Mayor wants hemp backed by council
Horowhenua’s mayor wants the council to back hemp farming in a bid to increase the district’s employment rate.
It’s far from ‘‘wacky backy’’ and would help keep young people in the district, mayor Michael Feyen says.
Hemp had a stigma for its association with marijuana, but hemp has much lower levels of tetrahydrocannabinol, or THC – the psychoactive ingredient in marijuana – and it is legal to sell hemp products in New Zealand.
With it’s versatile uses and environmental benefits, Feyen hoped the Horowhenua District Council and residents will support the idea.
‘‘It’s not like we are growing wacky backy. We are growing hemp.’’
The employment opportunities it would give young people in Horowhenua was the most important aspect, Feyen said.
The unemployment rate in the district is about 6.7 per cent, which is higher than the national average of 5 per cent, for the year ending June 2017.
However, data from an August Infometrics Quarterly Economic update shows the unemployment rate has dropped from the 8 per cent recorded in 2016.
Deputy mayor Wayne Bishop said the update showed there were job opportunities in the district, including in agriculture, manufacturing and retail.
Bishop did not think hemp production was a business the council needed to be involved in.
Farmers where left to grow asparagus and other vegetables without the council and the same should go for any production, Bishop said. ‘‘I think it’s mad. ‘‘It’s just something he’s wanting to push.’’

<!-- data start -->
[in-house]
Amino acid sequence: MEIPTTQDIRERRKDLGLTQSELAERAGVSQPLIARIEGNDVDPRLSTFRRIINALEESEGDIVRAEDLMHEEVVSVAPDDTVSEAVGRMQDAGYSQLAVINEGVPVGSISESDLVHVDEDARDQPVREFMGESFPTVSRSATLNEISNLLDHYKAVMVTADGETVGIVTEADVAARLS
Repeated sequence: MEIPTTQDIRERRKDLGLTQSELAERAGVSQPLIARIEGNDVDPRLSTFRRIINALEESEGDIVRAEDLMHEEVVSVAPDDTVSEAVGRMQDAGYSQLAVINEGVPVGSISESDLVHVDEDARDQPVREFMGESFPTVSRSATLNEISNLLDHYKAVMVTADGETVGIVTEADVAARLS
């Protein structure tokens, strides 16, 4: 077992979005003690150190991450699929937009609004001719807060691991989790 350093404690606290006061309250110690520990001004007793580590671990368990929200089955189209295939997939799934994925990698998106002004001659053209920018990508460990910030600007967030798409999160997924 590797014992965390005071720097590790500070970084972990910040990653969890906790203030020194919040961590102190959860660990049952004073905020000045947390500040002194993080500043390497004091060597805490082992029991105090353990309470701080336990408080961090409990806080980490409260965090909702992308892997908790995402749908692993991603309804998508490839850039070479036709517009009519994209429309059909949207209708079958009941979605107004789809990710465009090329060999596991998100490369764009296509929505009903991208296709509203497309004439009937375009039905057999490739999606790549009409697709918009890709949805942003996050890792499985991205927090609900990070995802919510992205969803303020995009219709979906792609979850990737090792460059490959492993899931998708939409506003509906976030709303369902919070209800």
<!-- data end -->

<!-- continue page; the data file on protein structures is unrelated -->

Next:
If it was such a viable option there would already be hemp production in the district, Bishop said.
He said he wasn’t ruling out the idea, but would need to see a business case for it.
Feyen said although it was in its early stages, the idea had been well received, including by iwi members.
Feyen would not say who he approached, but he said there was an overwhelmingly positive response.
‘‘We have massive farms with one or two people working on them. We need different channels of employment for young people.’’
Hemp could be used to make clothes and food, for medicinal purposes, and it could also replace plastic bags, Feyen said.
He wanted the council to be involved on a co-operative basis, he said.
‘‘I want to create something that as a region we can be proud of.’’
Feyen has already secured the names Hemp Horowhenua and Horowhenua Hemp in the hopes it would go ahead.
The idea would now go to a community forum and Feyen plans to approach Horizons Regional Council for use of land.
Horizons strategy and policy group manager Dr Nic Peet said he couldn’t recall Horizons receiving any applications in its regions for hemp in the past.
Horizons covers Ruapehu, Manawatu¯, Rangitı¯kei, Whanganui, Tararua, Horowhenua, and parts of Taupo¯, Waitomo and Stratford.
Applications for hemp production would be treated the same as any other farming activity with the same guidelines as set out in the One Plan, Peet said.
‘‘This may include the need to apply for a resource consent should the operation require cultivation near waterways, crop irrigation or similar activity.’’
The council did not have specific rules around hemp as a crop, Peet said.
Horowhenua mayor Michael Feyen wants the Horowhenua District Council to back hemp farming.